Transit Toronto is sponsored by bus tracker and next vehicle arrivals. TransSee features include vehicle tracking by route or fleet number, schedule adherence, off route vehicles and more advanced features. Works on all mobile devices and on any browser.
Supports Toronto area agencies TTC, GO trains, MiWay, YRT, HSR and GRT, as well as NY MTA, LA metro, SF MUNI, Boston MBTA, and (new) Barrie.

Selley: Ford's jarring bravado on transit

by Chris Selley

Anyone who followed the mayoral campaign would have instantly recognized the Rob Ford who sat down with the National Post on Thursday in his office. He’s the same guy — not that anyone should have expected otherwise. This is not a politician who campaigns in one gear and governs in a lower one. If anything, he’s gotten bolder. His suite of election promises remains intact, and he’s systematically re-promising them from the Mayor’s office — in effect doubling down on his own credibility, even as he’s asking city staff to assess the feasibility of his plans.

And he’s added another promise: a property tax freeze in 2011, at a cost of perhaps $50-million to the bottom line — made possible, he says, by David Miller’s last magic surplus of $275-million. No one would have blamed him if he hadn’t. A more cautious politician might have been relieved that his cost reduction plan — eliminating the fair wage policy ($80-million in savings), 3% staff attrition ($67-million), 2.5% in efficiencies ($230-million) — now had a better chance of making up the $228-million budget shortfall that remains. Instead, on Day One of his administration, Mr. Ford hiked the shortfall to something like $278-million.

Mr. Ford’s bravado is most jarring when it comes to transit. On Day One of his mayoralty, he promised Torontonians they’ll never see another metre of railway tracks at grade and recommitted to building out the Sheppard and Danforth subways to meet at Scarborough Town Centre.

“We’re not going to have any more surface rail. We’re not going to have any tracks above ground,” he told the Post. “Whatever terminology you want to use — streetcars, LRTs — it’s going underground. Sheppard Avenue, Eglinton. It’s all going underground.”

Clear enough — though there’s no money left for Eglinton, of course. But again, nobody doubted his sincerity on these fronts. Nobody would have minded if he’d asked TTC staff to cost the plan, booked an appointment with Premier Dalton McGuinty — who holds the purse strings — and asked us to stay tuned for the results.

Mr. Ford’s campaign costed his subway plan at $4-billion, $3.7-billion of which was to be repurposed Transit City funding from the province, with the rest to come from air rights and development fees. In fact, only around $3-billion of that was ever available, and at least $130-million of it has already been spent.

How much more taxpayer money is Mr. Ford willing to write off to bring Transit City to an end? “Shouldn’t have to write off any more,” he told the Post. “I told [TTC general manager] Gary [Webster] yesterday, I said, ‘That’s it.’ “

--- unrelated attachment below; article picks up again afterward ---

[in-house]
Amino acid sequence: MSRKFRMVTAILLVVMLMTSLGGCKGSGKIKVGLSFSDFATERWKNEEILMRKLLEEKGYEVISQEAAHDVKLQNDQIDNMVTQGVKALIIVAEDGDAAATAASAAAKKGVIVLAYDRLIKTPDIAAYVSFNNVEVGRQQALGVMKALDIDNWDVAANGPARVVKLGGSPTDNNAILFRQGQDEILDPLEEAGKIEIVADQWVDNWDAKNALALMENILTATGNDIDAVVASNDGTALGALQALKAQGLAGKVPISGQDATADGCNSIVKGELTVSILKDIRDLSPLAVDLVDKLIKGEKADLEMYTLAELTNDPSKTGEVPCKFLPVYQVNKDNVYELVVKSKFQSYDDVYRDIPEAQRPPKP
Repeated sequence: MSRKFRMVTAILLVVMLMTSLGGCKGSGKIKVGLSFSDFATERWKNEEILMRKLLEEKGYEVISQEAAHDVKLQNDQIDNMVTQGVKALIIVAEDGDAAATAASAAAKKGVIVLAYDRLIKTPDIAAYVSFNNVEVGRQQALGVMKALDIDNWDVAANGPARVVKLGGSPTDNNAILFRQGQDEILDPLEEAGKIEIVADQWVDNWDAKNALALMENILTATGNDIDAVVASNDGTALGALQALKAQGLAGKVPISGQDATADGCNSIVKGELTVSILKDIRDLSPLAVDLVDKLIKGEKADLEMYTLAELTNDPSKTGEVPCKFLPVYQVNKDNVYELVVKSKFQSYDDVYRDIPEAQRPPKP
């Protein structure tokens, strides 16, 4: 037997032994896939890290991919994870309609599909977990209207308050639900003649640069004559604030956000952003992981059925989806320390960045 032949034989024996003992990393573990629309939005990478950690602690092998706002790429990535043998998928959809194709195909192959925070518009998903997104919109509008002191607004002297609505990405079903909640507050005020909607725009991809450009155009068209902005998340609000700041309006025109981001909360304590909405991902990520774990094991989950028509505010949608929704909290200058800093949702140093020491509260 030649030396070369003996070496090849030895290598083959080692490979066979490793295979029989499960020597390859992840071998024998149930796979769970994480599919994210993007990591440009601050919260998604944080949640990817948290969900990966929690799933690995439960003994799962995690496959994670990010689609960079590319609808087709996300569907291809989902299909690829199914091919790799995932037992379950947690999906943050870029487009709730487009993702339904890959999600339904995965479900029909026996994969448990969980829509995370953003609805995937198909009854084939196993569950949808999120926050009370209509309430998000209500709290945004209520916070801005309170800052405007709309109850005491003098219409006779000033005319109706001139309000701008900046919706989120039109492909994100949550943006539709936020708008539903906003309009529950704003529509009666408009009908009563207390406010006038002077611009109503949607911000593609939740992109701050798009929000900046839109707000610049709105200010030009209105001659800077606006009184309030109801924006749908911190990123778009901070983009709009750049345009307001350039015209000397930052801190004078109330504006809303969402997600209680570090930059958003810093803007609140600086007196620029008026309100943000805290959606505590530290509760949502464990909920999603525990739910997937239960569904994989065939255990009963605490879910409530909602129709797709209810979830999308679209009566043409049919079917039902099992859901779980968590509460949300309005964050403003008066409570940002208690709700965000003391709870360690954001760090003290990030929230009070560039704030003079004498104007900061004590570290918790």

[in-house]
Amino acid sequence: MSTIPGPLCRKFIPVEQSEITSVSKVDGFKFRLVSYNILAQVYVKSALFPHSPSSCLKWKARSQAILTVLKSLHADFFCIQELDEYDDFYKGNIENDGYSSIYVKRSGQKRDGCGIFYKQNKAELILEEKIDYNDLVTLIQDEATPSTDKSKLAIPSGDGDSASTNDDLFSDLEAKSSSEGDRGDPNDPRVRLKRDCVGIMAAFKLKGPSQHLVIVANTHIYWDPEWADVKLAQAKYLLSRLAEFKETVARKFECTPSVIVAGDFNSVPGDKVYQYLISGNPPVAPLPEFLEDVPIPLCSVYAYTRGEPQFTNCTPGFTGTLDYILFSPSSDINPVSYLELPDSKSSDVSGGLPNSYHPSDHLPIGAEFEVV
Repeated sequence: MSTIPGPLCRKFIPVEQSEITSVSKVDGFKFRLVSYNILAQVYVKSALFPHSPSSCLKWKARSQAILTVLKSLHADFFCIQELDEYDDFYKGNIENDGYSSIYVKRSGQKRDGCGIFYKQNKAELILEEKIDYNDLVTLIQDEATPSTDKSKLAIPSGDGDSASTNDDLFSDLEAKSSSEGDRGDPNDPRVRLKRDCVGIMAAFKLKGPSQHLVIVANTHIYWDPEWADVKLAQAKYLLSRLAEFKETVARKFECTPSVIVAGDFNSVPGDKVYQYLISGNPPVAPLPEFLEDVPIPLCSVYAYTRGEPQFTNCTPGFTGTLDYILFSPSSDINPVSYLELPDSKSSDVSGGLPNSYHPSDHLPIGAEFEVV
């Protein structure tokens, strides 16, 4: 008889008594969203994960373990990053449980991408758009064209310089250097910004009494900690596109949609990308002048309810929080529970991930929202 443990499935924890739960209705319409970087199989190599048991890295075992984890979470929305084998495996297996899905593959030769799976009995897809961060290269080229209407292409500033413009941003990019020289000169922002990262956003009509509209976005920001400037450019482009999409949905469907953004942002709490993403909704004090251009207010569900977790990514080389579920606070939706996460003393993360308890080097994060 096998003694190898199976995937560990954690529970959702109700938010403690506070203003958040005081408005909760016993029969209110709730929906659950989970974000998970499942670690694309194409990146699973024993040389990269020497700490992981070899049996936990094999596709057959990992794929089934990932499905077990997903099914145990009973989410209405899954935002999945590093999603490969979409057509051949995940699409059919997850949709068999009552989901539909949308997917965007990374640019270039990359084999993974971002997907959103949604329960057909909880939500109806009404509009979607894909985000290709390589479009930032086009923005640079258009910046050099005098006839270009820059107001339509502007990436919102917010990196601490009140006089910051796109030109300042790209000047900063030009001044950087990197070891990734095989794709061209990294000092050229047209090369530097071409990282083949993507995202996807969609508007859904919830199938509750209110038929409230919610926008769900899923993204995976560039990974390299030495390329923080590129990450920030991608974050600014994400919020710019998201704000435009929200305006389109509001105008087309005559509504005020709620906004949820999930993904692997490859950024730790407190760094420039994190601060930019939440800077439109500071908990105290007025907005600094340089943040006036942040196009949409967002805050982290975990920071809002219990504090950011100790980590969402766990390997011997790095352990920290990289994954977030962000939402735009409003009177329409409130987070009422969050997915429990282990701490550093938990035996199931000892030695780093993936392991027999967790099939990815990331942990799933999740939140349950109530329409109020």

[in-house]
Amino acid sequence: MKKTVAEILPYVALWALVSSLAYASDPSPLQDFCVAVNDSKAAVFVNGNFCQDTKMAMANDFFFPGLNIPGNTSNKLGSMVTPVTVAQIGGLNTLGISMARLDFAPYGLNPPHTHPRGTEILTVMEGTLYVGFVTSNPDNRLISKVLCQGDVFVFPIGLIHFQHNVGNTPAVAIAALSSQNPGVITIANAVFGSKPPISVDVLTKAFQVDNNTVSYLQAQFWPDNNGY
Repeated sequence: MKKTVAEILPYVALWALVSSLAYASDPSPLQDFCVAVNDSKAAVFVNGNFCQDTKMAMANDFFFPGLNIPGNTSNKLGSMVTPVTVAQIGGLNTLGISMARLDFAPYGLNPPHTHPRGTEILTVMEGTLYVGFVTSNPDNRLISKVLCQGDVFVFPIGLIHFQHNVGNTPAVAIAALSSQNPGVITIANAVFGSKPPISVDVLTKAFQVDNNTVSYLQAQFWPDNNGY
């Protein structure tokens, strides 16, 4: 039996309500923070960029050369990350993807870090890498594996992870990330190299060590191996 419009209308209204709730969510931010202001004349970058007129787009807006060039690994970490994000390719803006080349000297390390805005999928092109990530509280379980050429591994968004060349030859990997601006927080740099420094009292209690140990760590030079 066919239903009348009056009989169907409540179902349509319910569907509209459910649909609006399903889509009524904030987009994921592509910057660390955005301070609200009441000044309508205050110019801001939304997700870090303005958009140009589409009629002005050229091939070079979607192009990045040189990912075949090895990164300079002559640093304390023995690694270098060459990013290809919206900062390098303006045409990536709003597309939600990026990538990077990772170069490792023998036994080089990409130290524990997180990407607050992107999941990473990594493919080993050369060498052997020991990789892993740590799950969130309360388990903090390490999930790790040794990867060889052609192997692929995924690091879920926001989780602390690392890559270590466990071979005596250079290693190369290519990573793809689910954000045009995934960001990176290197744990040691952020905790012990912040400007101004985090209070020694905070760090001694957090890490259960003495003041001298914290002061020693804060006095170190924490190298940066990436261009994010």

Then, a caveat: “As you know, it wasn’t city money that was spent. I have to sit down with the Premier to see: Is he committed to more money I’m not aware of? I can’t speak on his behalf.”

It’s a giant question mark, in other words, which Mr. Ford has drawn over with a very wide exclamation point. Cancellation penalties for already-signed contracts are an unknown. On The John Oakley Show on Thursday, Mr. Ford suggested Bombardier would be happy to abandon the LRT project to build subway cars instead. And perhaps it might, if it was handed the contract outright — but if it was forced to bid competitively, which Mr. Ford has promised, why wouldn’t Bombardier pursue any reparations owed it?

However much less than $3-billion is in fact available to the city for subways, the province has made it quite clear that’s all there’s going to be. A recent TTC briefing document obtained by Post reporter Natalie Alcoba pegs the cost of the Sheppard subway expansion alone at $3.6-billion, plus up to $500-million for a new maintenance facility — and that doesn’t include Mr. Ford’s promise to extend the line west to Downsview station. The document pegs the cost of converting the Scarborough RT to a subway at an additional $3.1-billion. These plans differ somewhat from Mr. Ford’s, but all told that’s more than $4-billion more than he seems to have at his disposal!

Until staff weigh in on Mr. Ford’s plans, it remains as premature to predict failure as it is for Mr. Ford to promise success. But what happens if the TTC comes back with numbers the city can’t even come close to affording? It’s worth pondering the possible outcomes.

On the one hand, you have Mr. Ford’s considerable ambition and his now-reinforced promises. He’s going to build subways and slash spending, and it won’t hurt a bit. “There will be no major service cuts next year,” he said Wednesday.

Next year? That’s new. Mr. Ford defined “major service cuts” as things like slashing bus routes or garbage pickup, or closing libraries on Sundays — the sorts of things his opponents swore would be necessary to achieve his promised savings. And he won’t promise they won’t be. “We’re going to take it year by year,” he said.

On the other hand, you have what was perhaps Mr. Ford’s most basic election promise: That he won’t undertake any projects the city can’t afford. Can we afford subways? We’ll see. Four years from now, if people are still riding the bus along Sheppard east of Don Mills, with no hope of change in sight, they might see Transit City, and Mr. Ford, in a rather different light. But there’s no chance at all of that happening, says Mr. Ford. Trust him.